However, make sure when you get your turkey breasts that they are not already salted, or stored in a brine solution. You are all set in that case and don’t need the extra brining time.
What temperature means the turkey is done?
Turkey needs to cook to a temp of 165 to 170 degrees Fahrenheit. Just like pork, a little bit of pink doesn’t necessarily mean the turkey is not done yet. Trust the temperature on your meat thermometer.
You definitely don’t want to overcook it. Dry turkey is almost a painful culinary experience. Avoid at all costs.
Need more turkey inspiration? Check out these recipes:
- Smoked Turkey with Candied Pecan and Apple Stuffing
- Leftover Smoked Turkey Sandwiches
- Slow Cooker Turkey Chili
- Classic Hot Brown – Turkey Sandwich
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Quick Pressure Cooker Turkey Breast Recipe
- Pressure Cooker / Insta Pot
- 6 – 7 lbs bone-in turkey breast thawed
- 1 onion halved
- 3 garlic cloves smashed
- 1 carrot cut in half
- 2 celery stalks cut in half
- 4 cups chicken broth
- salt and pepper
- 1 tbsp fresh rosemary chopped
- 1 tbsp fresh parsley chopped
- 1 tbsp fresh sage
- 4 tbsp butter bonus points for herb butter
For the Gravy
- Reserved cooking liquid from the turkey breast
- 2 tbsp butter
- 2 tbsp flour
Prep the Turkey
- Place the chicken broth in the pressure cooker and add a steamer, open fully over top. Place the onion, garlic, carrot, and celery to the steamer.
- Mix the rosemary and parsley together in a bowl.
- Pat the turkey dry with paper towels.
- Season well with salt and pepper (don’t forget to season the cavity).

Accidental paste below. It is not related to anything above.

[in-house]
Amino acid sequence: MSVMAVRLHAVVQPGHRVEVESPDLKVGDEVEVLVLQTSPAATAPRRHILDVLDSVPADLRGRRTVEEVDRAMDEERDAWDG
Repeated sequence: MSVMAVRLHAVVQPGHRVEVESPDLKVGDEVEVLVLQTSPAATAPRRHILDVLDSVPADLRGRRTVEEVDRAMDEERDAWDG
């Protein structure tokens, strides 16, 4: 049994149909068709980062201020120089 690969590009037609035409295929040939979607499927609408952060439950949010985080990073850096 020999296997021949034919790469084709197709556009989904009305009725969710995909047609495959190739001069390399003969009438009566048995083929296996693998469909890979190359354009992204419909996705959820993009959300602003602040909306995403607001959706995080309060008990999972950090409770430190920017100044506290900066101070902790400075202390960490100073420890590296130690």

- Carefully use your fingers to pull up the skin from the top of the turkey breast and rub with the chopped herbs.
- Slide 4 pats of butter (about 1 tablespoon each) under the skin and a few of the sage leaves.
Cook the Turkey Breast
- Place the turkey breast in the pressure cooker.
- Seal the lid and set your pressure cooker to 30 minutes.
- Allow the pressure to cook the turkey and release the steam naturally.
- Carefully remove the turkey breast from the pressure cooker when the pressure has released.
- Place the turkey on a baking sheet and put under the broiler for a few minutes to brown the skin.
- Remove and wrap well to rest.
- Remove the steamer with the cooked vegetables and discard.
Make the Gravy
- Meanwhile, melt the butter in a small saucepan. Add the flour and allow to cook for one minute.
- Ladle about a cup of the cooking liquid into the saucepan, whisking, to create a roux.
- Add a little more liquid if needed. Once the roux has come together, set your pressure cooker to simmer and add the roux.
- Allow to cook until thickened, 5 to 7 minutes. (If your pressure cooker does not have this option, continue to whisk the cooking liquid into the flour and butter mix and cook until thickened).
- Serve the turkey breast sliced with the gravy on the side.
To reheat, microwave the desired portion on 50% power on safe plate to avoid drying out any unneeded leftovers, in 45 second bursts until heated through.